General elections likely between October-December 2013
“Chunaav kab honge?”
MEANING Lord alone knows when the next General Election is due. True, but in this city, whether ancient Indraprastha or New Delhi, you should never quite accept a statement at face value. So, what could that seemingly pious ‘Ram jaane!’ indicate?
The principal festivals associated with Lord Rama are Ramanavami and Deepavali. The real question is whether the election campaign will be in full swing come Deepavali — which falls on 3 November, 2013 — or whether one must wait until Ramavami — 8 April, 2014.
My own information is that we should start preparing for elections around, or shortly after, Deepavali. And therein lies a tale.
The Congress ‘Core Group’ met soon after the D.M.K. walked out of the United Progressive Alliance. It was from that point on that the Congress stopped thinking tactically and began planning strategically.
Until then the Congress was obsessed with the survival of the Manmohan Singh ministry up to its mandated end in the summer of 2014. At this ‘Core Group’ conference, however, the party began thinking of the long term.
The shift in direction reportedly came thanks to some sober words from a member of the ‘Core Group’. He or she offered two reasons why it might make sense to arrange for a General Election no later than November or December.
The first is that the economy is in poor shape, far worse than anyone — inside or outside of government — wants to let on in public.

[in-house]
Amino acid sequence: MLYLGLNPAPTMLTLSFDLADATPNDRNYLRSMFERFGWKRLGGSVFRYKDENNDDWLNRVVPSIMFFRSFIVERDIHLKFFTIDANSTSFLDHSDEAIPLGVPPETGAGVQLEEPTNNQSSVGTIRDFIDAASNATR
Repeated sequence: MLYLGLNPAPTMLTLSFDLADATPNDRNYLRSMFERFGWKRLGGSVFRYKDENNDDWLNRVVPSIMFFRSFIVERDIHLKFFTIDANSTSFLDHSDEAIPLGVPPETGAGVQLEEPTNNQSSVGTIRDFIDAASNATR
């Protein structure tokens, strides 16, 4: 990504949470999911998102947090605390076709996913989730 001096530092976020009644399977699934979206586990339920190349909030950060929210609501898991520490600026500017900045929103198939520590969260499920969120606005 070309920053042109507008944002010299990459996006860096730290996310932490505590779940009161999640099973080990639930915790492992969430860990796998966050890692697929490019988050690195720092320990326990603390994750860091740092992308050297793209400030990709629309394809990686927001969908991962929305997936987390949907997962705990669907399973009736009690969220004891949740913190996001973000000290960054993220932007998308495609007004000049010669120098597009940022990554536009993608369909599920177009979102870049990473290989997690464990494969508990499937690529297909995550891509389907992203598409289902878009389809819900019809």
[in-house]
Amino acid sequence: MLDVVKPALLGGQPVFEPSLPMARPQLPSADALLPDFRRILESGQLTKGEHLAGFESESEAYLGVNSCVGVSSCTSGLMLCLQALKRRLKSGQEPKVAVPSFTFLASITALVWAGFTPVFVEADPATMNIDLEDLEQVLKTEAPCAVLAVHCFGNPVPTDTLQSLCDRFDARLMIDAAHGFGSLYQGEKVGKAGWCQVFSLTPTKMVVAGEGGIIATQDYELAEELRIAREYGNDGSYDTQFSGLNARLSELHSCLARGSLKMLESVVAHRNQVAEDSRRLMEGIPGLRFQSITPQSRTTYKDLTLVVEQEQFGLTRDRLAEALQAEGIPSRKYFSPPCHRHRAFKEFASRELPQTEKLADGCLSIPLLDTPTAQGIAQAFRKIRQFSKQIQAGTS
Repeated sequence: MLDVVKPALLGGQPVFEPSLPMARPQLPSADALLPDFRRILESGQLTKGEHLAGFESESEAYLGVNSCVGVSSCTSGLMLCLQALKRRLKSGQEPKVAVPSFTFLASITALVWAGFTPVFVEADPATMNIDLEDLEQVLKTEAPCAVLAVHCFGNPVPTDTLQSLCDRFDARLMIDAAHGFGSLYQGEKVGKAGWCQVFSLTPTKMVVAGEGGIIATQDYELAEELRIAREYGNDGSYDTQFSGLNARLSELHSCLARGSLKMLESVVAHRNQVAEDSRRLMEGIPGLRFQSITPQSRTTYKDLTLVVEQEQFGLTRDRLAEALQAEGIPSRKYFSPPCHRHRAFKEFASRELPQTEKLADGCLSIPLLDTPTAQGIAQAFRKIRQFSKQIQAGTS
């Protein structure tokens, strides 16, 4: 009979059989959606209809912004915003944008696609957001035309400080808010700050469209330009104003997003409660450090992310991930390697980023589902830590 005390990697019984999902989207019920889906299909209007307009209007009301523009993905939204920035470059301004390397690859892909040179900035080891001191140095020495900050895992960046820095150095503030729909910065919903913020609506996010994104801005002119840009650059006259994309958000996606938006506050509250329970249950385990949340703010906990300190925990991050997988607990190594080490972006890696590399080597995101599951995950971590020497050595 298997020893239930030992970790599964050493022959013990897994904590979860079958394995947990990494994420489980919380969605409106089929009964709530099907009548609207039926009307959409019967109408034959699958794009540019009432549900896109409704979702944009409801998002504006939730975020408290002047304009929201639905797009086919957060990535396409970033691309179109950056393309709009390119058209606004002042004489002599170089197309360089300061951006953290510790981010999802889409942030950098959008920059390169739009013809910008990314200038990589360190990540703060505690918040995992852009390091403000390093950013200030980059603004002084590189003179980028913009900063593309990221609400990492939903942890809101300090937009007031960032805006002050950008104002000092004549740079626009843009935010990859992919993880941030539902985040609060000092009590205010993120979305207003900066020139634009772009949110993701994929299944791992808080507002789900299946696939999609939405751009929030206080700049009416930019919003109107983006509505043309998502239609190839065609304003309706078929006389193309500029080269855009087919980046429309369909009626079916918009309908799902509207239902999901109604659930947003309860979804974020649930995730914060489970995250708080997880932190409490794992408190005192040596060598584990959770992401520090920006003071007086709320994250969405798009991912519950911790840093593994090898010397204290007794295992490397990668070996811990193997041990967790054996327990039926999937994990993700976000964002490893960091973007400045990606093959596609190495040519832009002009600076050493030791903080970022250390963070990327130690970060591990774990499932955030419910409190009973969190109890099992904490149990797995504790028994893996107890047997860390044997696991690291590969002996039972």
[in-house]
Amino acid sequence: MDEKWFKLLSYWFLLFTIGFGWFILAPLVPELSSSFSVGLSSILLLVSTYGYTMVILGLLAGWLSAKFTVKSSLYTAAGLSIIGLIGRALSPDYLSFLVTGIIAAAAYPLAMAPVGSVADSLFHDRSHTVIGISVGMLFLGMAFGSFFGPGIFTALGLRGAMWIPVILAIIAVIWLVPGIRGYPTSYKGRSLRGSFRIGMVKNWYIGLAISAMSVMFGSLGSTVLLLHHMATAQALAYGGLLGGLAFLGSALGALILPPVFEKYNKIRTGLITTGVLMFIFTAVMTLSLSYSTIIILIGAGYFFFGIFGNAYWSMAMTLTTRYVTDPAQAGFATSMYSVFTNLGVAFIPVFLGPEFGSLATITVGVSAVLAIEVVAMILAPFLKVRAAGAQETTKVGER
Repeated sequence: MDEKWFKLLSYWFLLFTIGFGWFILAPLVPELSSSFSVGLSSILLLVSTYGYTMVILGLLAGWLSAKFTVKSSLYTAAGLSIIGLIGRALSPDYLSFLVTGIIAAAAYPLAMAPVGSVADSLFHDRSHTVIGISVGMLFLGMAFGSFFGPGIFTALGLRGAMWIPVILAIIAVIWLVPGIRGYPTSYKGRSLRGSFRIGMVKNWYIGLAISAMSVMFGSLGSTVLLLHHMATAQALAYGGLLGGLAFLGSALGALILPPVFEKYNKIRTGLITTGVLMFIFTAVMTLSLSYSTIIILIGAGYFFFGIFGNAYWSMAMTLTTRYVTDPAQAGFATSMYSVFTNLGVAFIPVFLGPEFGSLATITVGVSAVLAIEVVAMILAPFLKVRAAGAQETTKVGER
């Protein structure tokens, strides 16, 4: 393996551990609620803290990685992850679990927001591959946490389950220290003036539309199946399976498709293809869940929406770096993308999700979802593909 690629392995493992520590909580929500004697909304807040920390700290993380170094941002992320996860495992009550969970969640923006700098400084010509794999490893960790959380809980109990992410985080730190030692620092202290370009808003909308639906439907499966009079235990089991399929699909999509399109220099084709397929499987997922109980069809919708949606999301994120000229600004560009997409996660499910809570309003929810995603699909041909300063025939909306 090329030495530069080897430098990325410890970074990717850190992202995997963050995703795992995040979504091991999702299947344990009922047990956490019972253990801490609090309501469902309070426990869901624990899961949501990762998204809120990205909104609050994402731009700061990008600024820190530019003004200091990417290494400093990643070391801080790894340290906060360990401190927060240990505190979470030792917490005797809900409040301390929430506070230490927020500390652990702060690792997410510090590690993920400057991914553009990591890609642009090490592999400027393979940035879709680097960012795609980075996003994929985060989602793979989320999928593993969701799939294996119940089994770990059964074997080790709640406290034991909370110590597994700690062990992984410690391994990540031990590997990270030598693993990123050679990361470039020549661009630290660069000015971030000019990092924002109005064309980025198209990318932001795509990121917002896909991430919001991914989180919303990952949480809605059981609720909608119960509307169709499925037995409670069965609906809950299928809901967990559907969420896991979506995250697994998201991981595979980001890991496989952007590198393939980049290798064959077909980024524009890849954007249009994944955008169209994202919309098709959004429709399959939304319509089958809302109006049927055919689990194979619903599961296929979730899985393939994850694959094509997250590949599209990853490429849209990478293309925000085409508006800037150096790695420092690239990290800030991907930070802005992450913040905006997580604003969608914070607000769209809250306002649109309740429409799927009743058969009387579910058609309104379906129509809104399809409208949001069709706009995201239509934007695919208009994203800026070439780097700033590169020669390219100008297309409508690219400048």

Part of this is beyond the control of the Manmohan Singh ministry. For ten days markets across the world were shaken by the events in Cyprus, which accounts for just about one-hundredth of one percent of the Eurozone economy. There is a fear that the Cyprus crisis was Europe’s Bear Sterns moments if not, yet, its Lehmann Brothers.
The other part, however, is definitely due to the Manmohan Singh ministry’s mismanagement. Congress spokespersons always tout the growth in the GDP figures, tomtomming the fact that the lowest rate of growth was better than the highest rate in the Vajpayee years. What they will never admit is that GDP is a single statistic.
Let us take jobs. According to the official figures released under the aegis of the National Development Council, chaired by the Prime Minister himself, Indian agriculture lost 1.408 crore [14.08 million] jobs in the agriculture sector between 2004-2005 and 2009-2010. The manufacturing sector lost 0.503 crore [5.03 million] jobs. The electricity, gas, and water sectors also saw job losses in the same period, indicating trouble ahead.
These job losses have come at the same time as persistent high inflation, a falling rupee, and a record current account deficit. There are many unhappy voters out there; there will be even more, and even more unhappy, voters come 2014.
The second reason for bringing forward the General Election, mentioned at the Congress ‘Core Group’, was the party’s dependence on smaller parties.
The Manmohan Singh ministry began its second stint as a limousine running on four wheels, the four Ms, namely Mamata (Banerjee), Muthuvel (Karunanidhi), Mayawati, and Mulayam (Singh Yadav). The Trinamool Congress (nineteen Lok Sabha M.P.s) and the D.M.K. (eighteen Lok Sabha M.P.s) were the inner wheels of the U.P.A., and in their absence Dr. Manmohan Singh is running a minority government.
The ministry runs with support from outside by the Samajwadi Party (twenty-two Lok Sabha M.P.s) and the Bahujan Samaj Party (twenty-one Lok Sabha M.P.s). In fact, the exit of the Trinamool Congress and the D.M.K. means that the second-ranking party still inside the U.P.A. alliance is Sharad Pawar’s Nationalist Congress Party (nine Lok Sabha M.P.s) — and the Congress trusts him even less than it trusts Mulayam Singh Yadav.